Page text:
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Manny Pacquiao given May 27 deadline to accept Olympic spot

Fighters Network
Photo by Naoki Fukuda

Photo by Naoki Fukuda

MANILA, Philippines — The clock is ticking on Manny Pacquiao’s Olympic dream, as Association of Boxing of Alliances of the Philippines (ABAP) Executive Director Ed Picson has asked to hear definitively from the eight-division champion about whether he’ll accept AIBA’s wild card spot by May 27.

Picson picked that date because it’s the submission deadline for the Final Olympic Qualifier, which takes place June 16-25 in Baku, Azerbaijan, and he wants to avoid the decision being taken out of ABAP’s hands.

“I asked him to make a decision before May 27 because that’s actually the deadline for the submission of entries for the qualifying event,” said Picson, “because I don’t know if he can still get a Tripartite pass because that gets decided on not just by AIBA but also the IOC (International Olympic Committee) and ANOC (Association of National Olympic Committees).

“I don’t know if they’ve already met, those 3 groups. So if he doesn’t get a Tripartite pass, then that means he would have to qualify in the qualification event on June 16.”

Pacquiao, who announced that his third fight against Tim Bradley, in April, would be his last, left the door open to competing at the 2016 Olympics after being personally extended a wild card entry by AIBA president Dr. Ching-Kuo Wu. Pacquiao expressed concern after winning a 6-year term in the Philippine Senate about whether his constituents would question his dedication to his new job.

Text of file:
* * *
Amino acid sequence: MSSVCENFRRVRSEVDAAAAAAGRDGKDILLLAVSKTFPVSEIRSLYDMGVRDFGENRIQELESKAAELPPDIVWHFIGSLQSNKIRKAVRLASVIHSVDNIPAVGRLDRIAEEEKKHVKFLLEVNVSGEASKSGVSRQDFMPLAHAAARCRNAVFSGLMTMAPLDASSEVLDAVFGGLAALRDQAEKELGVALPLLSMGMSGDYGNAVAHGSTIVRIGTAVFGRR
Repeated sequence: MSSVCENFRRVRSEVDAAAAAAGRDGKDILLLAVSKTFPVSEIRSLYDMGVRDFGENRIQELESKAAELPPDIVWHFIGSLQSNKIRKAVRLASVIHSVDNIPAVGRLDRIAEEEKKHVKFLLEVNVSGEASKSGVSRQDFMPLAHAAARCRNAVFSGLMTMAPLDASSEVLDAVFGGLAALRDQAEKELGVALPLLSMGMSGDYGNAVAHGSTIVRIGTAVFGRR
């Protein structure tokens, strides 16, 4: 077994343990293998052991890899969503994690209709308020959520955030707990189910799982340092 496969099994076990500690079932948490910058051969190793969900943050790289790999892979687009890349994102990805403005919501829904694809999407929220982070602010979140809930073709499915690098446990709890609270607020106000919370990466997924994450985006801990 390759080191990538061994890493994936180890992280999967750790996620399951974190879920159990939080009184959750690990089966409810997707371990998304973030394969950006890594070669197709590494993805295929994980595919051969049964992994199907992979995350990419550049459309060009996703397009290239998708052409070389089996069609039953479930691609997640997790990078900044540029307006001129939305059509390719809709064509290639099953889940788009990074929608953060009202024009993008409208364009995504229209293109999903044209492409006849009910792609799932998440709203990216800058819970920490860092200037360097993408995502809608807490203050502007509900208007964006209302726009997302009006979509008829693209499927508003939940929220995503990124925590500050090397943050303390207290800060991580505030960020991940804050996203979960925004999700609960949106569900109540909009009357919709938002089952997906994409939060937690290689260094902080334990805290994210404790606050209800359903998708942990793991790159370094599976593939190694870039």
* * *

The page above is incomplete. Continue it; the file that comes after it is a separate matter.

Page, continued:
“People will say that this person was just elected, and in August he wants to compete in the Olympics,” Pacquiao said Thursday. “I need to ask if the Filipino people will allow me to participate in the Olympics.”

If Pacquiao does accept the offer, the 37-year-old will have to move down to junior welterweight, which is at a 64 kilogram (140.8 pounds) weight limit, where one of the 5 wild card spots are available. Pacquiao has fought just once in that weight class — a second-round knockout of Ricky Hatton in 2009 — but he has routinely weighed in under the 147-pound welterweight limit and trainer Freddie Roach has said he could even make lightweight if need be.

The 2016 Olympics will be the first to allow professional boxers to compete, and the first to exclude headgear since it was introduced before the 1984 Olympics.

If seeded, Pacquiao could skip the first two preliminary rounds, then fight in the third and have to win three more fights to win gold. Pacquiao had a reported 60-4 record as an amateur before turning pro in 1995. The Philippines has never won a gold medal at the Olympics, though five of their nine total Olympic medal wins have come in the boxing event.

Pacquiao would be the second oldest boxer to win Olympic gold should he be successful at 37 years and 249 days when the tournament concludes, just 5 days younger than Richard Gunn was when he won the featherweight gold in 1908.

The Philippines already has two boxers qualified for the 2016 Games, including junior flyweight Rogen Ladon and lightweight Charly Suarez. Picson says that bantamweight Mario Fernandez and welterweight Eumir Marcial will compete in the final qualifier, with either Ian Clark Bautista or Roldan Boncales competing in the flyweight division.

Picson assuaged concerns that lesser experienced fighters could be bludgeoned by Pacquiao, citing the cautious nature of Olympic officiating.

“There will be no bludgeoning because there are very strict rules in Olympic-style boxing,” said Picson. “The moment the boxer gets hit by a solid punch, whether he looks dizzy, whether he falls or not, he’s given an 8-count. If you get three 8-counts in a fight, you get disqualified. Or if the referee sees that it’s a mismatch, he’ll stop the fight.”

Ryan Songalia is the sports editor of Rappler, a member of the Boxing Writers Association of America (BWAA) and a contributor to THE RING Magazine. He can be reached at [email protected]. Follow him on Twitter @RyanSongalia.


July 2016

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